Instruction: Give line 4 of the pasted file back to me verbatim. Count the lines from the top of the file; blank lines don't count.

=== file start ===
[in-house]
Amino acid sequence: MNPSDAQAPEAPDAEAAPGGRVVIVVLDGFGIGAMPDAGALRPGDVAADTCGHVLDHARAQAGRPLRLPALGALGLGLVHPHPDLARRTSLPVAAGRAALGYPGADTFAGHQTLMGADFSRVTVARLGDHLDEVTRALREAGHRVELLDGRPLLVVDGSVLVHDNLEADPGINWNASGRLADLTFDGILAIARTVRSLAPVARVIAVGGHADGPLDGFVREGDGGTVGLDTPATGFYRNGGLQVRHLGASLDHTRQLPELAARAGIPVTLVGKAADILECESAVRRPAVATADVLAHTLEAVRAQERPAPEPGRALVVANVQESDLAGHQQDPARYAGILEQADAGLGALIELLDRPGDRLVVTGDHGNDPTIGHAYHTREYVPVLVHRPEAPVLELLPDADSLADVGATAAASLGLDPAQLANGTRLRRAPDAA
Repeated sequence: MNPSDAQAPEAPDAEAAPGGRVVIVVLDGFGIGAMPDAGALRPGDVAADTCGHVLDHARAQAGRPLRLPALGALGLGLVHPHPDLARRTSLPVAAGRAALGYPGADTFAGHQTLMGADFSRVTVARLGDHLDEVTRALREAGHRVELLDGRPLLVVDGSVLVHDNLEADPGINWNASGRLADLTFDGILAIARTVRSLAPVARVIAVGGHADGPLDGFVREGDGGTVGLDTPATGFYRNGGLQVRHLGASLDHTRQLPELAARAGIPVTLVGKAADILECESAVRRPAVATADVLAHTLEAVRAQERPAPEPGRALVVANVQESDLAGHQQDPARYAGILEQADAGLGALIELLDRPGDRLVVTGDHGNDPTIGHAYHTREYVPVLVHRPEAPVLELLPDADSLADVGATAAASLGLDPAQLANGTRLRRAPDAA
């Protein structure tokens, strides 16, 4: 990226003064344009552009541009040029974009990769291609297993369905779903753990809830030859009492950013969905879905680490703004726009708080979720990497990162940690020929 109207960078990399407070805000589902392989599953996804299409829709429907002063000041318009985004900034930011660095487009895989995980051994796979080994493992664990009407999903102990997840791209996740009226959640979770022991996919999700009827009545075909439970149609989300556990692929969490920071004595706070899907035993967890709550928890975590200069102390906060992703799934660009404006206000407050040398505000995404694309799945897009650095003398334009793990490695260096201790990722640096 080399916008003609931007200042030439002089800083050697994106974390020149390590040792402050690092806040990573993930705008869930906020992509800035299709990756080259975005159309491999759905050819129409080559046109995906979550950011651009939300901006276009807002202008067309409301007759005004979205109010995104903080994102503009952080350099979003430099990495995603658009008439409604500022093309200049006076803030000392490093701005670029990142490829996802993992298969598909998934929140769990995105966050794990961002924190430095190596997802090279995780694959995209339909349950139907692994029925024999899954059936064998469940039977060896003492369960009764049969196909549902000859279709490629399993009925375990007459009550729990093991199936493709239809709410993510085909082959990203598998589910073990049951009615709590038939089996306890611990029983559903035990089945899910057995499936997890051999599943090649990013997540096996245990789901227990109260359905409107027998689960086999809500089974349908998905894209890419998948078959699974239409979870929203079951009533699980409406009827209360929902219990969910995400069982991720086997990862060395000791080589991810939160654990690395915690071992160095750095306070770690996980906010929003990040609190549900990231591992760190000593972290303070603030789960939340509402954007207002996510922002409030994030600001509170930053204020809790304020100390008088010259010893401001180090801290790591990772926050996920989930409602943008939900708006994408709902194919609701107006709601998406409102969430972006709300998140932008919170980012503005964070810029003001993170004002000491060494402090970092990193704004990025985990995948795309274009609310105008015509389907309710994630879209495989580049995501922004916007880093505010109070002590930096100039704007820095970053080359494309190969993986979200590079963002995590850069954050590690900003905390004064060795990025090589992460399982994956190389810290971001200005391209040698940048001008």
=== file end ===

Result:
């Protein structure tokens, strides 16, 4: 990226003064344009552009541009040029974009990769291609297993369905779903753990809830030859009492950013969905879905680490703004726009708080979720990497990162940690020929 109207960078990399407070805000589902392989599953996804299409829709429907002063000041318009985004900034930011660095487009895989995980051994796979080994493992664990009407999903102990997840791209996740009226959640979770022991996919999700009827009545075909439970149609989300556990692929969490920071004595706070899907035993967890709550928890975590200069102390906060992703799934660009404006206000407050040398505000995404694309799945897009650095003398334009793990490695260096201790990722640096 080399916008003609931007200042030439002089800083050697994106974390020149390590040792402050690092806040990573993930705008869930906020992509800035299709990756080259975005159309491999759905050819129409080559046109995906979550950011651009939300901006276009807002202008067309409301007759005004979205109010995104903080994102503009952080350099979003430099990495995603658009008439409604500022093309200049006076803030000392490093701005670029990142490829996802993992298969598909998934929140769990995105966050794990961002924190430095190596997802090279995780694959995209339909349950139907692994029925024999899954059936064998469940039977060896003492369960009764049969196909549902000859279709490629399993009925375990007459009550729990093991199936493709239809709410993510085909082959990203598998589910073990049951009615709590038939089996306890611990029983559903035990089945899910057995499936997890051999599943090649990013997540096996245990789901227990109260359905409107027998689960086999809500089974349908998905894209890419998948078959699974239409979870929203079951009533699980409406009827209360929902219990969910995400069982991720086997990862060395000791080589991810939160654990690395915690071992160095750095306070770690996980906010929003990040609190549900990231591992760190000593972290303070603030789960939340509402954007207002996510922002409030994030600001509170930053204020809790304020100390008088010259010893401001180090801290790591990772926050996920989930409602943008939900708006994408709902194919609701107006709601998406409102969430972006709300998140932008919170980012503005964070810029003001993170004002000491060494402090970092990193704004990025985990995948795309274009609310105008015509389907309710994630879209495989580049995501922004916007880093505010109070002590930096100039704007820095970053080359494309190969993986979200590079963002995590850069954050590690900003905390004064060795990025090589992460399982994956190389810290971001200005391209040698940048001008």